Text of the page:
“Handgun injury can best be reduced by making handguns less available.”
It’s a statement so obvious that it’s almost funny. But it wasn’t a joke when it appeared in a 1999 journal article titled “Handguns as a pediatric problem,” and there was nothing funny Tuesday when two 15-year-old children were killed and a dozen more injured by a handgun that a boy brought to Marshall County High School.
As horrifying as that shooting was, it is hardly unusual. It was the third school shooting in the United States in two days. Last year, 132 people were killed or injured in shootings at schools and universities.
Authorities have not released much information about the alleged shooter, not even his name, so little is known about what motivated the attack. But a credible source reported that his mother said he had gotten the gun out of a closet at home. If true, this is also startlingly obvious.
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Most kids who kill themselves or others use guns that adults have left, with ammunition, unsecured where they can easily find them. The Brady Campaign to Prevent Gun Violence tells us that 68 percent of school shooters get their guns from a relative.
And few politicians will do anything to make those guns less available.
None of this was news to a Vanderbilt Medical Center trauma doctor who treated victims of that shooting.
“They looked like my kids and yours,” Dr. Sterling Haring tweeted as he sat in his car at the end of that day sobbing. “I’ve never felt so sick.” And angry. “All I could think about was the #ThoughtsAndPrayers that would be tweeted from politicians who will do nothing to stop the next one.”
Haring, of course, was right. U.S. Rep. James Comer, who represents Marshall County, also offered his prayers last week, even though he voted twice last year to weaken background checks on gun sales.
Gov. Matt Bevin has stayed front and center since the tragedy, offering prayers and sympathy while dismissing questions about gun control, choosing instead to lay the dead at the feet of evil, social media and Hollywood.
It’s the personification of political ambition and the opposite of true leadership — fanning fury about amorphous evils over which he has no control instead of shouldering the political risk to do something, as Haring said, “to stop the next one.”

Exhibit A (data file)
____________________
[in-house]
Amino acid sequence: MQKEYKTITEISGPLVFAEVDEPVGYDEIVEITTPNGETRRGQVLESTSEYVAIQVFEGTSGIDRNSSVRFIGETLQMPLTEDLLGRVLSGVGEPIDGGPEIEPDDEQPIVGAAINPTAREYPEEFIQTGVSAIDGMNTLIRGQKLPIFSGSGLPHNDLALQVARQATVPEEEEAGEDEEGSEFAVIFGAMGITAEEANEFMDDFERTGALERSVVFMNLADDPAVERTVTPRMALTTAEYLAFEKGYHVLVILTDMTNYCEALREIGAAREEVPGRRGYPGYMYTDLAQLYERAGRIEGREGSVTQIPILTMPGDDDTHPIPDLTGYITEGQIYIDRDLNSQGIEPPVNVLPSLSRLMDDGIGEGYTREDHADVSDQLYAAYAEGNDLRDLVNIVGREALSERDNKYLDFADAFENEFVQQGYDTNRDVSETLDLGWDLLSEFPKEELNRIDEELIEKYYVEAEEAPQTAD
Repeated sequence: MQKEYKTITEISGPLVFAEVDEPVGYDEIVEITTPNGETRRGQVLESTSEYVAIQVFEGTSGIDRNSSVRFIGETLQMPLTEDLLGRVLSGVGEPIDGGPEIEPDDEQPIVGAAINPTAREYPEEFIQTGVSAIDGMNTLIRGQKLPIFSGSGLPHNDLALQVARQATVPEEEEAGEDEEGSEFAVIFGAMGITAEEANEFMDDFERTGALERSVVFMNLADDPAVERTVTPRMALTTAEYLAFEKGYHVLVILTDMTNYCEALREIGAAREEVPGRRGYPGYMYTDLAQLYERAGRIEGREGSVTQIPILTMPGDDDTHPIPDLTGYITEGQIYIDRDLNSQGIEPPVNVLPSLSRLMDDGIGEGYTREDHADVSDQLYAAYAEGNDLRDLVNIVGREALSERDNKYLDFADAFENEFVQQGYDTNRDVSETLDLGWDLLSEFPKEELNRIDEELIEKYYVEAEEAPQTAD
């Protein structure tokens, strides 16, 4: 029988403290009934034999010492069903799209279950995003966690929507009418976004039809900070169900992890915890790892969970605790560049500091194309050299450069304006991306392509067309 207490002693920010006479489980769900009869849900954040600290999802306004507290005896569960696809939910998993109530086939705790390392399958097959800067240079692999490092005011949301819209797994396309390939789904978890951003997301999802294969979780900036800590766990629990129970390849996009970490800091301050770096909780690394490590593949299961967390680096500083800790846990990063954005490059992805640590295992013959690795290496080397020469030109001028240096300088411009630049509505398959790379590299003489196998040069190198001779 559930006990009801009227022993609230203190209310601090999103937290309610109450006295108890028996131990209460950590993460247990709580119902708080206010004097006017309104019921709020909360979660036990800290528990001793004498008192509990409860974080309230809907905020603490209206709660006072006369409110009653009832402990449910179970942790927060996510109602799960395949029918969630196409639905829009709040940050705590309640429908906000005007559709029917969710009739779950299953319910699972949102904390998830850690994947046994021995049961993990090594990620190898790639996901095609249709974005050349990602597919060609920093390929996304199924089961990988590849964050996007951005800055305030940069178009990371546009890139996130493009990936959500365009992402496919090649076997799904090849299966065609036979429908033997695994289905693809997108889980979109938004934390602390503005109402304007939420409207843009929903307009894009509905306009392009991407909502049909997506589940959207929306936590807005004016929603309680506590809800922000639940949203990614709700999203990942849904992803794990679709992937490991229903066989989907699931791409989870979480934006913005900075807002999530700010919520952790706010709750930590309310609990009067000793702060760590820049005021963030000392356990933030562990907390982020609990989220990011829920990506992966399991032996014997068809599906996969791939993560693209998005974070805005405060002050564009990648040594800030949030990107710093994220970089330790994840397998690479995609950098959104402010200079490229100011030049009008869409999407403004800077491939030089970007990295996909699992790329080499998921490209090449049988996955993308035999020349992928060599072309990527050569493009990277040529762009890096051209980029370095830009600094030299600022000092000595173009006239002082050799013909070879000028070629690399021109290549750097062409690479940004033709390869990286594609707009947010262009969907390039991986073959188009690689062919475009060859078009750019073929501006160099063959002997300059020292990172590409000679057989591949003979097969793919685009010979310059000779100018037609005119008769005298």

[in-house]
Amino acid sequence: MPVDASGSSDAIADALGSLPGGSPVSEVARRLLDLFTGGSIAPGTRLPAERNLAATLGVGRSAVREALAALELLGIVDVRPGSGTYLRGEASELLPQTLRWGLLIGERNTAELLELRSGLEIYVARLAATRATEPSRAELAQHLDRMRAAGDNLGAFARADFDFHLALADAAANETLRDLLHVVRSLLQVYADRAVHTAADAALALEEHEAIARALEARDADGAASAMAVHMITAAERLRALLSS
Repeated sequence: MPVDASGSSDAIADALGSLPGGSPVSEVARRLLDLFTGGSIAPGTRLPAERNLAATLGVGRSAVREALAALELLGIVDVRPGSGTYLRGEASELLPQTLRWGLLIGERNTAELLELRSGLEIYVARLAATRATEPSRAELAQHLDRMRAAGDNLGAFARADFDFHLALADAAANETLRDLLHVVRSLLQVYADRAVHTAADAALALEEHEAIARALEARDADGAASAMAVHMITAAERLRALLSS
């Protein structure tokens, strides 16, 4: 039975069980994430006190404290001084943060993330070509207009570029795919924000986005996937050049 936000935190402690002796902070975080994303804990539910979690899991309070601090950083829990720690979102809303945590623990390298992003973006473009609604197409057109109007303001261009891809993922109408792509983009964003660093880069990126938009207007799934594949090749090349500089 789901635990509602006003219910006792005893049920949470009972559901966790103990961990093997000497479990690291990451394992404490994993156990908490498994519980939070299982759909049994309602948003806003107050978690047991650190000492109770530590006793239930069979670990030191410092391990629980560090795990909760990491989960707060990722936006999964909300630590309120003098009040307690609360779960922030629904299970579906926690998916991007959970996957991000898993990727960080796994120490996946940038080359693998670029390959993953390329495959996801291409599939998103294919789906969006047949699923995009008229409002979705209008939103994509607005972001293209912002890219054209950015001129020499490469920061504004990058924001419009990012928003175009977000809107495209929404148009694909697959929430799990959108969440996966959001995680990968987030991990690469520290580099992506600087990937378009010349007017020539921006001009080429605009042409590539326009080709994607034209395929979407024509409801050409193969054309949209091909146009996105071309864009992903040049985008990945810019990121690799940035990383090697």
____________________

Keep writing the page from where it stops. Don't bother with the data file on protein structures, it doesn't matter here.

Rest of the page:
Nothing can bring the children back who are dead, or fully heal those who will carry throughout their lives the injuries, physical and mental, sustained that traumatic morning.
But if Bevin and legislators in Frankfort and our representatives in Congress want to actually do something to reduce the toll of gun deaths in Kentucky and elsewhere they can. Here are some ways they can change the law to make us all safer:
▪ Pass Rep. Jim Wayne’s bill making it illegal to store a firearm without a lock where a minor can get it. A similar measure offered last session never got a committee hearing.
▪ Treat guns like cars. Require every sale to be registered and that owners insure them.
▪ Require universal background checks for gun purchases, including at gun shows, and enact a waiting period on purchases. This last would reduce suicides by gun.
▪ Restrict access to guns by domestic abusers, as 27 states do. Of those, 17 states require them to surrender guns. Such restrictions have long been part of federal law, but without state or local enforcement they have limited impact.
▪ Stop forcing Kentucky law enforcement agencies to sell guns confiscated in crimes.
None of these suggestions will limit the rights of law-abiding adults to own guns for protection or sport. But there is no question, as the researchers wrote almost 20 years ago, that gun injury and death will decline as access to guns declines.
Voters tired of the relentless toll of gun violence will only make their voices heard when they elect leaders who will enact sensible gun laws.